Exploring Identity as an International Adoptee from South America

Exploring Identity as an International Adoptee from South America

The Journey of Self-Discovery

Over the last few years, my journey as an international adoptee from Colombia has led me to deeply explore my identity. The challenges brought on by Covid acted as a catalyst, pushing me to reflect more on myself and broadening my understanding of the adoptee world. The parallels I’ve found between my experiences and those of other marginalized groups have been striking and enlightening.

Resonating with Marginalized Voices

Every chapter I’ve delved into has spoken to me, resonating with my personal identity and the adoptee community. From insights into marginalized groups, trauma, cognitive biases, to locus of control, my professional and personal experiences have been validated and expanded. My involvement in inclusion & diversity initiatives and working with minority populations has shown me familiar concepts and messages within these case studies.

Ethnocentric Monoculturalism and Identity

The concept of ethnocentric monoculturalism is still very much present today. For adoptees, identity plays a crucial role, especially in communities that feel oppressed. Many adoptees, particularly international ones, are forced to assimilate into cultures without support, exhibiting behaviors of chameleons out of survival. This mirrors the survival tactics described in the book, where oppressed groups often adopt certain behaviors to “fit in.”

The Adoptee Experience: A Unique Perspective

Running an online group for adoptees and interviewing over 50 adopted adults has given me qualitative data on the subject. The reactions described as “white fragility” in adoptive parents when adult adoptees voice concerns are similar to the experiences of other marginalized groups.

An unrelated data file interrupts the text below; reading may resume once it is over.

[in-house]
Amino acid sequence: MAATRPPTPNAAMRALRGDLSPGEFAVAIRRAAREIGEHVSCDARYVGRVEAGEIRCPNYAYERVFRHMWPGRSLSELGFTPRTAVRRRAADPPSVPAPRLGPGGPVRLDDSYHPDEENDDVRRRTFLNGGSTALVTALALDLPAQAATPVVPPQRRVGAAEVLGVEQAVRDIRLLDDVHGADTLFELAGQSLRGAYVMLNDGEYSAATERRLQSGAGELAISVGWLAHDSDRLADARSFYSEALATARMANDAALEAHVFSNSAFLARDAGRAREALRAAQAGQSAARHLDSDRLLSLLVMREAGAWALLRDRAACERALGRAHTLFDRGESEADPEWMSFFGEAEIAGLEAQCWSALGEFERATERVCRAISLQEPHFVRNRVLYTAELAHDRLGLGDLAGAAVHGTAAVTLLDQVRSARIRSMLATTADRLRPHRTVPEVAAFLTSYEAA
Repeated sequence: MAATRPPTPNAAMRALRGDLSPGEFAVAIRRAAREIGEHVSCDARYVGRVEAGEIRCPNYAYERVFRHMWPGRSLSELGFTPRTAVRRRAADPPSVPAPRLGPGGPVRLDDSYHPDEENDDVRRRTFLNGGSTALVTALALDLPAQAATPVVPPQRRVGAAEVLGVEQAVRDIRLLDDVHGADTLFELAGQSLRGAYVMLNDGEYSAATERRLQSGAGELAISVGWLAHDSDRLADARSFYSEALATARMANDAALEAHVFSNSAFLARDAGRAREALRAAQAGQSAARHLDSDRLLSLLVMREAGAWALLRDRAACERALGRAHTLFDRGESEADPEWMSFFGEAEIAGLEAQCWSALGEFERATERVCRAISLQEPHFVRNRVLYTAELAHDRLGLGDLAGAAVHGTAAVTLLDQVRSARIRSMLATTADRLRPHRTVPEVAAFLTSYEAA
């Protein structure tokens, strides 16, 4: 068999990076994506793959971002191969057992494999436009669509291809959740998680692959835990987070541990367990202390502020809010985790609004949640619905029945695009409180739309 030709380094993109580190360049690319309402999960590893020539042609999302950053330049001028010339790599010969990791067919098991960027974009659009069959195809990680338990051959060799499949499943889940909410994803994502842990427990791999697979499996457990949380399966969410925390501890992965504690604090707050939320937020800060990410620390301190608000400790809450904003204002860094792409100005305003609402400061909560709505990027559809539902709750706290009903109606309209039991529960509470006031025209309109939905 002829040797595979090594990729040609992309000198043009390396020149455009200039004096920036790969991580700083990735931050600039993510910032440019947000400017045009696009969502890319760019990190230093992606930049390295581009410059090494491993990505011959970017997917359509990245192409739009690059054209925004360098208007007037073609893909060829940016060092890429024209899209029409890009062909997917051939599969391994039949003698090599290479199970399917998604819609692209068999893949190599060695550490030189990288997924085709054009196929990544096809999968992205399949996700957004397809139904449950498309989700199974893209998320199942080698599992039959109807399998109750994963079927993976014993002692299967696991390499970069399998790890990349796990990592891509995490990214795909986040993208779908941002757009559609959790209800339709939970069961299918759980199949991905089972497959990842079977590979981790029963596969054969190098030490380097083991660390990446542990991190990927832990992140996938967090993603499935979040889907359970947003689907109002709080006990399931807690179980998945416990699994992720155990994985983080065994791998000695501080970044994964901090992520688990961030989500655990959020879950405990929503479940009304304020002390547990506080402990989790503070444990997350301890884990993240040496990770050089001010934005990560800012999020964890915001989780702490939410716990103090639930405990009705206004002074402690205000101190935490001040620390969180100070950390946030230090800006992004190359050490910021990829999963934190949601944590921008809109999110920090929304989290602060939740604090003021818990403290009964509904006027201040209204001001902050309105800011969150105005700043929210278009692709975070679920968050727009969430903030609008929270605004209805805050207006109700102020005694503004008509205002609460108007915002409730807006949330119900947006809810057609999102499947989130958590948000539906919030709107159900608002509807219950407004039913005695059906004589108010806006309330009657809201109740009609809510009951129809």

Key Concepts: Locus of Control and Holistic Perspective

Two concepts that stood out to me were the objective measurement of locus of control and the emphasis on a balanced and holistic perspective. These concepts guide my quest to understand how different worldviews are shaped, especially in multicultural counseling. It’s crucial to differentiate between genuine mental disorders and behaviors that might be responses to oppression or survival tactics.

Capitalism and Anxiety

Reflecting on how our capitalist-driven society contributes to widespread anxiety, I’ve realized that many people don’t make the connection between their fears about the future and the societal structures they live within.

Supporting Scholarly Articles

  1. “Asian American Transracial Adoptees: Identity Development in College” from Colorado State University: This article discusses the identity development challenges faced by Asian American transracial adoptees in college, highlighting the complexities of navigating multiple cultural identities. Read more.
  2. “Adopted into an Identity Struggle: An Exploration of Themes Presented in Wo Ai Ni Mommy and Somewhere Between” from Boston University: This paper explores the complex identity issues faced by internationally adopted children, emphasizing the struggles with belonging and self-identity. Explore the themes.
  3. “Adoptive Identity and Adjustment from Adolescence to Emerging Adulthood: A Person-Centered Approach” from the National Center for Biotechnology Information (NCBI): This study examines the connections between adoptive identity and adjustment in adopted youth, providing insights into the identity formation and psychological adjustment of adoptees. Learn more.

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